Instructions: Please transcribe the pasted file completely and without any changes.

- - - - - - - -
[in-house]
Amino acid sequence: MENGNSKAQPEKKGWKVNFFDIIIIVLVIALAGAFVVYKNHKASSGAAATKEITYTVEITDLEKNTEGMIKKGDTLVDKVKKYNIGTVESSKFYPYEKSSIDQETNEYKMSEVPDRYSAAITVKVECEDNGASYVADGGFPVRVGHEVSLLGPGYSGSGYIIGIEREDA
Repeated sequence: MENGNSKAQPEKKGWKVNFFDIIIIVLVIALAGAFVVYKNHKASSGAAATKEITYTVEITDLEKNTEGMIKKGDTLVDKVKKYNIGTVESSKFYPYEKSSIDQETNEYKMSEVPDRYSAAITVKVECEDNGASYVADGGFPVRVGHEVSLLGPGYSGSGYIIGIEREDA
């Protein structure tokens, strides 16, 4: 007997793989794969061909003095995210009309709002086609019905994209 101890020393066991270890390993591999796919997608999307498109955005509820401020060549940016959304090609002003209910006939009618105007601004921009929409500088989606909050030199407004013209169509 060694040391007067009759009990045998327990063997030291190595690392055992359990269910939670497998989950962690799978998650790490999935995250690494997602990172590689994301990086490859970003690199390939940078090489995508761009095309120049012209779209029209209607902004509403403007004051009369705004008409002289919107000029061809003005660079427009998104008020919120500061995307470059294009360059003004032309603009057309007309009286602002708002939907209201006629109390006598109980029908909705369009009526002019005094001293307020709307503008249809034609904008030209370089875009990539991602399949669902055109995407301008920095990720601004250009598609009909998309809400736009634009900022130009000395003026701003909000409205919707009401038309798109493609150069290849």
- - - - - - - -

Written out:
[in-house]
Amino acid sequence: MENGNSKAQPEKKGWKVNFFDIIIIVLVIALAGAFVVYKNHKASSGAAATKEITYTVEITDLEKNTEGMIKKGDTLVDKVKKYNIGTVESSKFYPYEKSSIDQETNEYKMSEVPDRYSAAITVKVECEDNGASYVADGGFPVRVGHEVSLLGPGYSGSGYIIGIEREDA
Repeated sequence: MENGNSKAQPEKKGWKVNFFDIIIIVLVIALAGAFVVYKNHKASSGAAATKEITYTVEITDLEKNTEGMIKKGDTLVDKVKKYNIGTVESSKFYPYEKSSIDQETNEYKMSEVPDRYSAAITVKVECEDNGASYVADGGFPVRVGHEVSLLGPGYSGSGYIIGIEREDA
């Protein structure tokens, strides 16, 4: 007997793989794969061909003095995210009309709002086609019905994209 101890020393066991270890390993591999796919997608999307498109955005509820401020060549940016959304090609002003209910006939009618105007601004921009929409500088989606909050030199407004013209169509 060694040391007067009759009990045998327990063997030291190595690392055992359990269910939670497998989950962690799978998650790490999935995250690494997602990172590689994301990086490859970003690199390939940078090489995508761009095309120049012209779209029209209607902004509403403007004051009369705004008409002289919107000029061809003005660079427009998104008020919120500061995307470059294009360059003004032309603009057309007309009286602002708002939907209201006629109390006598109980029908909705369009009526002019005094001293307020709307503008249809034609904008030209370089875009990539991602399949669902055109995407301008920095990720601004250009598609009909998309809400736009634009900022130009000395003026701003909000409205919707009401038309798109493609150069290849």